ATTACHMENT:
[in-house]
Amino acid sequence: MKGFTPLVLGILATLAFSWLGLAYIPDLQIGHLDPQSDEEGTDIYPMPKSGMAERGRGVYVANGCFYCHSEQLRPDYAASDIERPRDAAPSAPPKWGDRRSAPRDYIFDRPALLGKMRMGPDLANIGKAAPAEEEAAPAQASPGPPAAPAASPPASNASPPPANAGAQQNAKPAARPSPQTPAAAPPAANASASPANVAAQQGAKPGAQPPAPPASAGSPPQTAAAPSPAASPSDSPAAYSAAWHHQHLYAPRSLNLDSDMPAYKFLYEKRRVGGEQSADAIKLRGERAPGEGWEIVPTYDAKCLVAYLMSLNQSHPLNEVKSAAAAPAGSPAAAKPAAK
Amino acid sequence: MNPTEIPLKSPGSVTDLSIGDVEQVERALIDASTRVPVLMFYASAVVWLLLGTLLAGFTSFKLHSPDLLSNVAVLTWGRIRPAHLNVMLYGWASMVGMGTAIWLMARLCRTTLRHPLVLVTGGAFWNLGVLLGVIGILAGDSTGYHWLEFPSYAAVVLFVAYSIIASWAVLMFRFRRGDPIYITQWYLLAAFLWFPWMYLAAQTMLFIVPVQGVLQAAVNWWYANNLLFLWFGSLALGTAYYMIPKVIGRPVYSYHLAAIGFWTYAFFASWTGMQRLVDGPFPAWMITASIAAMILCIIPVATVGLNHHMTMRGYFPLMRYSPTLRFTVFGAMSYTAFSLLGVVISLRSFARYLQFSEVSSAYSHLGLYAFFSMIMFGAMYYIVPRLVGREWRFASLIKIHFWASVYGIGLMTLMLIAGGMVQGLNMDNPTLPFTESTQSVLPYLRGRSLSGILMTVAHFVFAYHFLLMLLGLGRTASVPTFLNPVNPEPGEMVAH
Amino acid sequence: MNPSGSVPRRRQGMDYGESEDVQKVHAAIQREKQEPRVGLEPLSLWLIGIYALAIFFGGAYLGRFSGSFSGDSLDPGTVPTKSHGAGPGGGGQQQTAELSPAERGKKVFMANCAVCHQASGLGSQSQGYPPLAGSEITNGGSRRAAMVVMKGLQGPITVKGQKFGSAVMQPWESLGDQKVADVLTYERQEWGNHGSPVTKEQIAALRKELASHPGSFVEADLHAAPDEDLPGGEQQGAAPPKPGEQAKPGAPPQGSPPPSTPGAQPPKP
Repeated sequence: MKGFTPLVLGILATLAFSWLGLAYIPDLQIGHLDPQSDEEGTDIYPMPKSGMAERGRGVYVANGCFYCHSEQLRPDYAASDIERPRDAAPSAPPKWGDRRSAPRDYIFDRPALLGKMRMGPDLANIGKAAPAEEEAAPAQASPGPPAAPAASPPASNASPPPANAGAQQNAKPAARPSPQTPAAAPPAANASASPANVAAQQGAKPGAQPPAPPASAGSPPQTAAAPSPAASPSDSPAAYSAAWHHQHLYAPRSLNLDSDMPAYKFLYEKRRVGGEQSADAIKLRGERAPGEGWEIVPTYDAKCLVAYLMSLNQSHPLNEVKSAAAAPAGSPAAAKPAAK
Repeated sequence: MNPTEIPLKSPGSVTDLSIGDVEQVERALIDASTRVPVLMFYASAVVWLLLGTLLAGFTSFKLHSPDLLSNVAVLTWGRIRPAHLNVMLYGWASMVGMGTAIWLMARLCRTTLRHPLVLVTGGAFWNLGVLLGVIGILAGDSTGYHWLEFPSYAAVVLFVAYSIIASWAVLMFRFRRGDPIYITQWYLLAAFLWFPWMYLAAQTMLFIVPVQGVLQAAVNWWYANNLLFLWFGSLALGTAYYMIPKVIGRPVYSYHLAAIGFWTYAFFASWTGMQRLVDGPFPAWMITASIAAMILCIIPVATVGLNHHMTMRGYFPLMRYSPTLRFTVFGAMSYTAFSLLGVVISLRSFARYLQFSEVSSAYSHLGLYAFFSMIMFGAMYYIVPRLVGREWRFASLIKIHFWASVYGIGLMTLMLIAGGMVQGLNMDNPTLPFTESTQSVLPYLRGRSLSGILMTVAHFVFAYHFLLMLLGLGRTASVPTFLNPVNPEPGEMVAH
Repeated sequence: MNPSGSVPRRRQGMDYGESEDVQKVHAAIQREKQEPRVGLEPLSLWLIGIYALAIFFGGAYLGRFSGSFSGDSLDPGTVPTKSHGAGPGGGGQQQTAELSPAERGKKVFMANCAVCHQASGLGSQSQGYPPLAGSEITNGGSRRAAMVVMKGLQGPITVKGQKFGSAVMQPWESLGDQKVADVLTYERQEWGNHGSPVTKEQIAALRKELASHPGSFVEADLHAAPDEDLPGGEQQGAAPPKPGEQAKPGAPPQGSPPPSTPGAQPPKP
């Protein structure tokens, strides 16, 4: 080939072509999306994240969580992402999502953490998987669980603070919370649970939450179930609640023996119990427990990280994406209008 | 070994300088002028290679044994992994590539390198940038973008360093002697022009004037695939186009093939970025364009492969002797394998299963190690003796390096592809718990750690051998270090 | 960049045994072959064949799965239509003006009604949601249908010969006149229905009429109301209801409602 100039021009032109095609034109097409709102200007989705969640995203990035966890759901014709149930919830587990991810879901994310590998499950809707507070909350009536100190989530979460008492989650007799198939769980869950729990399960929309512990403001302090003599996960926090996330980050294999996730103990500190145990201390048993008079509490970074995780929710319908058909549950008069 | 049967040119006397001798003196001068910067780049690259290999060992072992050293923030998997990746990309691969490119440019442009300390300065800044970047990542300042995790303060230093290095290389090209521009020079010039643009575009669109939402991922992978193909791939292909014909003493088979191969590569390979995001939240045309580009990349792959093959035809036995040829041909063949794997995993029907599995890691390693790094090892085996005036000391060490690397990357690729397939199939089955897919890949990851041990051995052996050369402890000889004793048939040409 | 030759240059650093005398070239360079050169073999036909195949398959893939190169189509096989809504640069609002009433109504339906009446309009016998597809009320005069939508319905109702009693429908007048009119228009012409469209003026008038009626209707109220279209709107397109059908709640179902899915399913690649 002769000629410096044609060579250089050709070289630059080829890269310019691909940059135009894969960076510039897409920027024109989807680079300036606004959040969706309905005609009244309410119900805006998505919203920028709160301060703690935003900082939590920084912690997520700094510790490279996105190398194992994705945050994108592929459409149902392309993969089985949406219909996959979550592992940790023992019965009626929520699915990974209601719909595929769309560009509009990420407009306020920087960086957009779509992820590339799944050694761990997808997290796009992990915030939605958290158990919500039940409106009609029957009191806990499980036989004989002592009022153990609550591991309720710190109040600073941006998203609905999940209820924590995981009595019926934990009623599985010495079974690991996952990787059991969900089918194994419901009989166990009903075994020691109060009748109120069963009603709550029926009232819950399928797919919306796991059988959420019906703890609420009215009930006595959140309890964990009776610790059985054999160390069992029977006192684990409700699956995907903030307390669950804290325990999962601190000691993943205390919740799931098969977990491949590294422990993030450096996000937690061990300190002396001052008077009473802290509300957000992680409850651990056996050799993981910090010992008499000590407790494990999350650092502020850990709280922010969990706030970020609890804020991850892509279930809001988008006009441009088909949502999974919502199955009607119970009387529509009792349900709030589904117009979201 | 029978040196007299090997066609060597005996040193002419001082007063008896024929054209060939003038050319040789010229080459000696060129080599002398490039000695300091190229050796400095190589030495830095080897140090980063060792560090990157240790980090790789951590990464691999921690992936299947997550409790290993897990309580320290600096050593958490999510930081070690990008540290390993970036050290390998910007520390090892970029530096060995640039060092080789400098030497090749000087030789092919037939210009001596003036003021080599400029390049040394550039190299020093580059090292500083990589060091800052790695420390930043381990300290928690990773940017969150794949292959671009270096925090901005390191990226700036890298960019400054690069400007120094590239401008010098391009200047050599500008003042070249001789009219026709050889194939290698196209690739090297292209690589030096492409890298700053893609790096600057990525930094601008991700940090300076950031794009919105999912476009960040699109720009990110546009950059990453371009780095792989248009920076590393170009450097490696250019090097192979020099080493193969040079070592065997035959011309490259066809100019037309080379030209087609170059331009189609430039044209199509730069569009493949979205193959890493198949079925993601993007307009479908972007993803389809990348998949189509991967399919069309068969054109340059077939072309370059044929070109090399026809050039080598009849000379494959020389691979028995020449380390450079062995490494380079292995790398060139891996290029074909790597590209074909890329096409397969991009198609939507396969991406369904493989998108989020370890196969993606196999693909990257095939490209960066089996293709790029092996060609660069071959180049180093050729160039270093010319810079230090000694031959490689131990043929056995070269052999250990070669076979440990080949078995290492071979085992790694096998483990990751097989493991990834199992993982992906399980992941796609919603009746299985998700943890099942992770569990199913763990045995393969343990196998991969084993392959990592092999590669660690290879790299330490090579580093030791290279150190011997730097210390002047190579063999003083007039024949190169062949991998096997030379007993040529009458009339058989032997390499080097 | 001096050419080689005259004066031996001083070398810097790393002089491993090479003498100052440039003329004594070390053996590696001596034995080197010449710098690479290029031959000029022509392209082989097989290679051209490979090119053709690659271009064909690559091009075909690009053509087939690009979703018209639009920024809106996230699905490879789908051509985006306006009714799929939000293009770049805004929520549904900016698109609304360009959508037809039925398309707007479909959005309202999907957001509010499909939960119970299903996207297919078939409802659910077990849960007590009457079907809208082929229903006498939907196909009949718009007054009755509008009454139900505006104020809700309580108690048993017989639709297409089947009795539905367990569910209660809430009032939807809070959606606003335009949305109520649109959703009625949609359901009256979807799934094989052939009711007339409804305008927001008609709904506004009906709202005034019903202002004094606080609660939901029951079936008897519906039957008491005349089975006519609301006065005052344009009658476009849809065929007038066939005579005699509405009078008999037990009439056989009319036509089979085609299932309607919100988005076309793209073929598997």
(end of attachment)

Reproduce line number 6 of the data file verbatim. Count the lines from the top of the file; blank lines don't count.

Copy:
Repeated sequence: MNPTEIPLKSPGSVTDLSIGDVEQVERALIDASTRVPVLMFYASAVVWLLLGTLLAGFTSFKLHSPDLLSNVAVLTWGRIRPAHLNVMLYGWASMVGMGTAIWLMARLCRTTLRHPLVLVTGGAFWNLGVLLGVIGILAGDSTGYHWLEFPSYAAVVLFVAYSIIASWAVLMFRFRRGDPIYITQWYLLAAFLWFPWMYLAAQTMLFIVPVQGVLQAAVNWWYANNLLFLWFGSLALGTAYYMIPKVIGRPVYSYHLAAIGFWTYAFFASWTGMQRLVDGPFPAWMITASIAAMILCIIPVATVGLNHHMTMRGYFPLMRYSPTLRFTVFGAMSYTAFSLLGVVISLRSFARYLQFSEVSSAYSHLGLYAFFSMIMFGAMYYIVPRLVGREWRFASLIKIHFWASVYGIGLMTLMLIAGGMVQGLNMDNPTLPFTESTQSVLPYLRGRSLSGILMTVAHFVFAYHFLLMLLGLGRTASVPTFLNPVNPEPGEMVAH